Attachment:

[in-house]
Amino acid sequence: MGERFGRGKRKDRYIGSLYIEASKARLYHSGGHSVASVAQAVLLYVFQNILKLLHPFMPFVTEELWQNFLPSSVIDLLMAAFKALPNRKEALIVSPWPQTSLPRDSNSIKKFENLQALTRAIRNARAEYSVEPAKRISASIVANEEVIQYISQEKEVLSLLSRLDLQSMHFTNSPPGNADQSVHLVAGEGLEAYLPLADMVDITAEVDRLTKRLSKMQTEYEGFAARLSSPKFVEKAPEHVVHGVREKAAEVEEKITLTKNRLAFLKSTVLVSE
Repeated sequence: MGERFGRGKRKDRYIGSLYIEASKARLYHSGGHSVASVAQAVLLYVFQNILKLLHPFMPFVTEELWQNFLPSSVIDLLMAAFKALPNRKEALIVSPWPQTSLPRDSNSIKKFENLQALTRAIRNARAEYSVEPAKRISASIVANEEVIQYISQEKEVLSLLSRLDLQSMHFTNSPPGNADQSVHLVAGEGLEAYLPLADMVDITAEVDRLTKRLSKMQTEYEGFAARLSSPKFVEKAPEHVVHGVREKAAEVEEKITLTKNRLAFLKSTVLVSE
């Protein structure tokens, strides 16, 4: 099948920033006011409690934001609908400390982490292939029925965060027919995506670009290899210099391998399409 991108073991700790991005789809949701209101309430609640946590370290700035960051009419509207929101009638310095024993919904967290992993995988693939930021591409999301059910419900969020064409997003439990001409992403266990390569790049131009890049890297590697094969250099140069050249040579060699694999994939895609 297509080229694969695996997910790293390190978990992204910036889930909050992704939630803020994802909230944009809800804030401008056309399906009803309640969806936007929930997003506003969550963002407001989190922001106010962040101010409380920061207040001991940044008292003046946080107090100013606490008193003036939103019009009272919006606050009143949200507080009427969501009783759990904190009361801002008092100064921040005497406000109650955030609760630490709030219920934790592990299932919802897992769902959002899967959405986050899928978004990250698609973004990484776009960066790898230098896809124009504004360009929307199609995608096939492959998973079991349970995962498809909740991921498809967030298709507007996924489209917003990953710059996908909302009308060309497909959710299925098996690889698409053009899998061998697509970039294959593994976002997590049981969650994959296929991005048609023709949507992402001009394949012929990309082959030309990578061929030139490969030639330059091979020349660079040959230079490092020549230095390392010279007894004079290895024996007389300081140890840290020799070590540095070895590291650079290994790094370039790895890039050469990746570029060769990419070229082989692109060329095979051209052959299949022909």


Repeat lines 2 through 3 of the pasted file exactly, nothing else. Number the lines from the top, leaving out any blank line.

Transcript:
Amino acid sequence: MGERFGRGKRKDRYIGSLYIEASKARLYHSGGHSVASVAQAVLLYVFQNILKLLHPFMPFVTEELWQNFLPSSVIDLLMAAFKALPNRKEALIVSPWPQTSLPRDSNSIKKFENLQALTRAIRNARAEYSVEPAKRISASIVANEEVIQYISQEKEVLSLLSRLDLQSMHFTNSPPGNADQSVHLVAGEGLEAYLPLADMVDITAEVDRLTKRLSKMQTEYEGFAARLSSPKFVEKAPEHVVHGVREKAAEVEEKITLTKNRLAFLKSTVLVSE
Repeated sequence: MGERFGRGKRKDRYIGSLYIEASKARLYHSGGHSVASVAQAVLLYVFQNILKLLHPFMPFVTEELWQNFLPSSVIDLLMAAFKALPNRKEALIVSPWPQTSLPRDSNSIKKFENLQALTRAIRNARAEYSVEPAKRISASIVANEEVIQYISQEKEVLSLLSRLDLQSMHFTNSPPGNADQSVHLVAGEGLEAYLPLADMVDITAEVDRLTKRLSKMQTEYEGFAARLSSPKFVEKAPEHVVHGVREKAAEVEEKITLTKNRLAFLKSTVLVSE